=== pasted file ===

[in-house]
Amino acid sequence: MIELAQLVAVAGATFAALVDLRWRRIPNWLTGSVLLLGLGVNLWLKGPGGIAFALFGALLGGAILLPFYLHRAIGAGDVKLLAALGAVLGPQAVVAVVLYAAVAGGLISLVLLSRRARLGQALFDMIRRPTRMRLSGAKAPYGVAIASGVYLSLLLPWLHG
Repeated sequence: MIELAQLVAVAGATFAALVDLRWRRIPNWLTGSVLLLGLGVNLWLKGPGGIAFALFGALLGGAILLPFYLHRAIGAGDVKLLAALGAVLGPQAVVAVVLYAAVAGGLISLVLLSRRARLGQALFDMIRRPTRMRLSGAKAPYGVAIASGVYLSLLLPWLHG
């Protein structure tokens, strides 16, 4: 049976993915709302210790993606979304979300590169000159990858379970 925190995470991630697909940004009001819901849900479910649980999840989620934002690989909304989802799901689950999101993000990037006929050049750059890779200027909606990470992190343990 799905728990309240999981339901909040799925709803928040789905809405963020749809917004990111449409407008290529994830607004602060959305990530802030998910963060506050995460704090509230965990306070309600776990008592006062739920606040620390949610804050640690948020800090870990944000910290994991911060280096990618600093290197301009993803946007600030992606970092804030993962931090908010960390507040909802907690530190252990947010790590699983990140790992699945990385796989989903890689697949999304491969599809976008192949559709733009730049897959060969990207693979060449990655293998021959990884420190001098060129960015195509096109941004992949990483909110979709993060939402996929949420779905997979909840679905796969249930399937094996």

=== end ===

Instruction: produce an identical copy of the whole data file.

[in-house]
Amino acid sequence: MIELAQLVAVAGATFAALVDLRWRRIPNWLTGSVLLLGLGVNLWLKGPGGIAFALFGALLGGAILLPFYLHRAIGAGDVKLLAALGAVLGPQAVVAVVLYAAVAGGLISLVLLSRRARLGQALFDMIRRPTRMRLSGAKAPYGVAIASGVYLSLLLPWLHG
Repeated sequence: MIELAQLVAVAGATFAALVDLRWRRIPNWLTGSVLLLGLGVNLWLKGPGGIAFALFGALLGGAILLPFYLHRAIGAGDVKLLAALGAVLGPQAVVAVVLYAAVAGGLISLVLLSRRARLGQALFDMIRRPTRMRLSGAKAPYGVAIASGVYLSLLLPWLHG
């Protein structure tokens, strides 16, 4: 049976993915709302210790993606979304979300590169000159990858379970 925190995470991630697909940004009001819901849900479910649980999840989620934002690989909304989802799901689950999101993000990037006929050049750059890779200027909606990470992190343990 799905728990309240999981339901909040799925709803928040789905809405963020749809917004990111449409407008290529994830607004602060959305990530802030998910963060506050995460704090509230965990306070309600776990008592006062739920606040620390949610804050640690948020800090870990944000910290994991911060280096990618600093290197301009993803946007600030992606970092804030993962931090908010960390507040909802907690530190252990947010790590699983990140790992699945990385796989989903890689697949999304491969599809976008192949559709733009730049897959060969990207693979060449990655293998021959990884420190001098060129960015195509096109941004992949990483909110979709993060939402996929949420779905997979909840679905796969249930399937094996």